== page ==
By Joseph N. Hosteny of Niro, Scavone, Haller & Niro
In Part 1 of this column, I wrote about how James Bessen and Michael Meurer asserted, in their recently published book, Patent Failure: How Judges, Bureaucrats, and Lawyers Put Innovators at Risk, that treating patents as “property” damages our patent system. I pointed out that, while I agreed with them that patents are unique – and unlike other forms of property – I felt that several of their “solutions” fell short. I went so far as to assert that some of their “solutions” would only serve to eviscerate patents. For more details, see Part 1 of this column.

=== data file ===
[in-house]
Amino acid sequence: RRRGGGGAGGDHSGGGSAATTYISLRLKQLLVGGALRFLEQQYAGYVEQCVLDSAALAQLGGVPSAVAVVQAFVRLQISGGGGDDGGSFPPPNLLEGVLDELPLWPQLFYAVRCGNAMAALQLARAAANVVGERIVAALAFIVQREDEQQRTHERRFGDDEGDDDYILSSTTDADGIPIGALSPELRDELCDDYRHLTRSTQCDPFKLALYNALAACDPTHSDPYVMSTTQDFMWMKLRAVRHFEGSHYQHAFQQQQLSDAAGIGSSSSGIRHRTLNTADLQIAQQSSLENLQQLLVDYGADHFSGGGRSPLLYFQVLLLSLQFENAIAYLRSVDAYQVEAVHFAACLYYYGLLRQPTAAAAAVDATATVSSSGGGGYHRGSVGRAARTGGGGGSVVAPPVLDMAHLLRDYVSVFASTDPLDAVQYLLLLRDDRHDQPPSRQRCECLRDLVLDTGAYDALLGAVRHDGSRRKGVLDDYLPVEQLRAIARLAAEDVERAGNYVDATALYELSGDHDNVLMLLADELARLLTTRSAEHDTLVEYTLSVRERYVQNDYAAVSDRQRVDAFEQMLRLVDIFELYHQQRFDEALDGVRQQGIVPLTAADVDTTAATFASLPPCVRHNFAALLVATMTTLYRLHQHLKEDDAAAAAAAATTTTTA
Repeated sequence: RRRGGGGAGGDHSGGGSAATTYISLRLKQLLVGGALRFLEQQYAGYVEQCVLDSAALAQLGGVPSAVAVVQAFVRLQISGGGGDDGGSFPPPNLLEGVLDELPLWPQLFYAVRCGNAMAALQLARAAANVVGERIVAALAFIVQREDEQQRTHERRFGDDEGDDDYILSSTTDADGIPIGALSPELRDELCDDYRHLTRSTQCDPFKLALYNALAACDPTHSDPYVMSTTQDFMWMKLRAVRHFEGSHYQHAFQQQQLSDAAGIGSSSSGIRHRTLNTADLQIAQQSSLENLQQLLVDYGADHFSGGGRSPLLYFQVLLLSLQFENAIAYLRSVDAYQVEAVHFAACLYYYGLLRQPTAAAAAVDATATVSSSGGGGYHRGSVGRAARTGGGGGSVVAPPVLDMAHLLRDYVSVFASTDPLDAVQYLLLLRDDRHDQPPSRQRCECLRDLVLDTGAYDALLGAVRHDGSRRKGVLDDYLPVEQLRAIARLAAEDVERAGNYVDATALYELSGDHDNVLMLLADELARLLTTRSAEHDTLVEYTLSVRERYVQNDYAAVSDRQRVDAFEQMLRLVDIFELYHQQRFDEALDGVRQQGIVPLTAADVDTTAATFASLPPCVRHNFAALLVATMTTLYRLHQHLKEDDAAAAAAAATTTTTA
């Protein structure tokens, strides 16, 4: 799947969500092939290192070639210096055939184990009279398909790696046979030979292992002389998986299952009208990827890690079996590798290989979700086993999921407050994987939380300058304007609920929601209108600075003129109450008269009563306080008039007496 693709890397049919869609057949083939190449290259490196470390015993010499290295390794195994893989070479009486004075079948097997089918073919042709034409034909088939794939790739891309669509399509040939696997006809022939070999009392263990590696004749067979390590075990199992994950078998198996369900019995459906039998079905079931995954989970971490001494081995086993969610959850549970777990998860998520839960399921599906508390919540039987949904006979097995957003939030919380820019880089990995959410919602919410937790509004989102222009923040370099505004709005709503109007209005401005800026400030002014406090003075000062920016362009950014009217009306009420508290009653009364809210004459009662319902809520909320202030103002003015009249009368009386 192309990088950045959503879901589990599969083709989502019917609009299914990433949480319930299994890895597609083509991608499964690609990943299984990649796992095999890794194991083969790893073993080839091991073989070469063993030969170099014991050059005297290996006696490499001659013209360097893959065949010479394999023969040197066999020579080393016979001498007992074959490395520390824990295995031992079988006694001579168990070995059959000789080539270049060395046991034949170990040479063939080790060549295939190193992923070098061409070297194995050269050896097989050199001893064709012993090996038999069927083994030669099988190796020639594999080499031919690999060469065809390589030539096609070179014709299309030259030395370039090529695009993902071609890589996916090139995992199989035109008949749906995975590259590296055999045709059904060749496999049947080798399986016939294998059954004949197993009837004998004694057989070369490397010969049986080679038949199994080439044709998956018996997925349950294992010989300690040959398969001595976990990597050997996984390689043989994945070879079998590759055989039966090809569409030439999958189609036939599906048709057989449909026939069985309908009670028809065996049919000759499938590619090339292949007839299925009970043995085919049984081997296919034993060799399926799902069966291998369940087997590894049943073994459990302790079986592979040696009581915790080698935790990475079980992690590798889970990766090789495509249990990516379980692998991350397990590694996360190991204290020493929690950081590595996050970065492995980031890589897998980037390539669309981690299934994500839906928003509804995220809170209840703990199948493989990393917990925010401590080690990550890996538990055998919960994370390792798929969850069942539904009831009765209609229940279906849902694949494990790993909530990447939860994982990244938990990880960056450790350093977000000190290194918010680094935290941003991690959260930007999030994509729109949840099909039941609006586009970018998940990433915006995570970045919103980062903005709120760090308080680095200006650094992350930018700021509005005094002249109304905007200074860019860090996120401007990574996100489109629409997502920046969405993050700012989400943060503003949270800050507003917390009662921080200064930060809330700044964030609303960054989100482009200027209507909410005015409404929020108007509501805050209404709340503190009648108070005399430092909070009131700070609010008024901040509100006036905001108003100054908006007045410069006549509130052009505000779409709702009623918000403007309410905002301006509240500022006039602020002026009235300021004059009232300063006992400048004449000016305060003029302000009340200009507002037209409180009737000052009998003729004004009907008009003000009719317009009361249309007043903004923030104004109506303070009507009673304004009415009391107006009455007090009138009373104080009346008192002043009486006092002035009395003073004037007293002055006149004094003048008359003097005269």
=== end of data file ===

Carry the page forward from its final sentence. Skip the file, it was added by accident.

The discussion continues here.
In Patent Failure, Bessen and Meurer also suggest that specialized trial courts or judges are part of the solution. To me, that is not consistent with their criticism of the Federal Circuit. District courts handle mass torts, injuries resulting from pharmaceuticals, aviation accidents, and many other complicated cases. Specialized courts wouldn’t be specialized unless the judge on the bench happened to have the expertise related to the technology involved in the lawsuit. There will rarely be such a match. Judges were lawyers before they were judges; both occupations are years removed from active participation in technical research and developments. Specialized judges are not likely to be up to date on technology. Professor David Schwartz (see my Ma...